Percent of Product that is a Good

75

50

25

Percent of Product that is a Service

25

50

75

100

Competitive Priorities- The Edge

Four Important Operations Questions: Will you compete on Cost? Quality? Time? Flexibility? All of the above? Some? Tradeoffs?

Competing on Cost?

Typically high volume products Often limit product range & offer little customization May invest in automation to reduce unit costs

Can use lower skill labor


Probably use product focused layouts

Competing on Quality?

High performance design:

Superior features, high durability, & excellent customer service

Product & service consistency:


Meets design specifications Close tolerances Error free delivery

Competing on Time?

Fast delivery:

Focused on shorter time between order placement and delivery

On-time delivery:

Deliver product exactly when needed every time

Rapid development speed

Using concurrent processes to shorten product development time

Competing on Flexibility?

Product flexibility:

Easily switch production from one item to another Easily customize product/service to meet specific requirements of a customer

Volume flexibility:

Ability to ramp production up and down to match market demands

Characteristics of a Good Design


Repairability Modular Design Redesigning Capability Miniaturization Wires and Tubing

Characteristics of a Good Design


Design by Computers Drawings and specifications Warranties Reliability Maintainability

Strategy and Issues during a Products Life


Introduction
Best period to increase market share
R&D engineering critical

Growth
Practical to change price or quality image Strengthen niche

Maturity
Poor time to change image, price or quality Competitive costs become critical Defend market position

Decline
Cost control critical

Sales Time

Frequent product and process changes Short production runs High production costs Limited models Attention to quality

Forecasting critical Products and process reliability Increase capacity Shift towards product focus Enhance distribution

Standardization minor product changes Optimum capacity Process stability Long production runs

Little product differentiation Overcapacity in the industry Reduce capacity and eventually prune line to eliminate items not returning good margin

Product Development
The aim of Product development is to (i) provide the goods the market demands with time,(ii) adjust with the variation in quantity required and (iii) charge the prices which the customer is willing to pay as well as under conditions that it may have net profit also.

Strategy and Issues During a Products Life


Introduction Growth Maturity Decline
Best period to increase market share Company Strategy/Issues R&D product engineering critical Practical to change price or quality image Strengthen niche Poor time to change image, price, or quality Competitive costs become critical Defend market position Drive-thru restaurants Fax machines 3 1/2 Floppy disks Station wagons Cost control critical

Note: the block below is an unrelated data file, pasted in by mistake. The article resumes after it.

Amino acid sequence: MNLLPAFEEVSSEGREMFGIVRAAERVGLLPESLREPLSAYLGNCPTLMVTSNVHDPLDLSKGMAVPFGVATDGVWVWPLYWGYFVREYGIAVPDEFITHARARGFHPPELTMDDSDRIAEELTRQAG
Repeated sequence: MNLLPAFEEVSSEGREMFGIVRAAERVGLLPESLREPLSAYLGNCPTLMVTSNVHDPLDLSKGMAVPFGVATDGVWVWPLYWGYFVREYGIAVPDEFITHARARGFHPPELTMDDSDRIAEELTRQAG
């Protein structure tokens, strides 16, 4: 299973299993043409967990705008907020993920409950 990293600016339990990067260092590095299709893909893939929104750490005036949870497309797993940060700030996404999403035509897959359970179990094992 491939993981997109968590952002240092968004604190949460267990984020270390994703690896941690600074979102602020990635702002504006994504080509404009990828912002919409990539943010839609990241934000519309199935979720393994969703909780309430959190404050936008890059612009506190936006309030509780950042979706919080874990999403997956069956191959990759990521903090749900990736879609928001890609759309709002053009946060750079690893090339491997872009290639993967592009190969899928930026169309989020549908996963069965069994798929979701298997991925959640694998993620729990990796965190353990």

Sales
Color copiers

CD-ROM Internet

HDTV
Product design and development critical OM Strategy/Issues Frequent product and process design changes Short production runs High production costs Limited models Attention to quality Forecasting critical Product and process reliability Competitive product improvements and options Increase capacity Shift toward product focused Enhance distribution Standardization Less rapid product changes - more minor changes Optimum capacity Little product differentiation Cost minimization Overcapacity in the industry Prune line to eliminate items not returning good margin Reduce capacity

Increasing stability of process


Long production runs Product improvement and cost cutting

Product Development Process (Technical)

Needs Identification

Advance product planning

Advance design

Detailed engineering design

Production process design and development

Product evaluation and implementation

Product use and support

Needs Identification
Once a product idea surfaces, it must be demonstrated that the product fulfils some consumer need, and that existing products do not already fulfill that need.

Advance product planning


It includes preliminary market analyses; creating alternative concepts for the product; clarifying operational requirements; establishing design criteria and their priorities; and estimating logistics requirements for producing, distributing, and maintaining the product in the market.

Advance design
Promising design alternatives are evaluated according to critical parameters to determine whether design support such as analytical testing, experimentation, physical modeling, and prototype testing will be required.

Detailed engineering design


This stage is a series of engineering activities to develop a detailed definition of the product, including its subsystems and components, materials, sizes, shapes, and so on.

Production process design and development


Working with the detailed product design, engineers and manufacturing specialists prepare plans for materials acquisitions, production, warehousing, transportation, and distribution.

Product evaluation and implementation


Field performance and failure data, technical breakthroughs in materials and equipment, and formal research all are used to monitor, analyze, and redesign the product.

Product use and support


1.

2. 3. 4.

Support systems might Educate users on specific applications of the product Provide warranty and repair service Distribute replacement parts; or Upgrade the product with design improvements.

Product Developments Techniques


Standardization Simplification Specialization Diversification

Standardization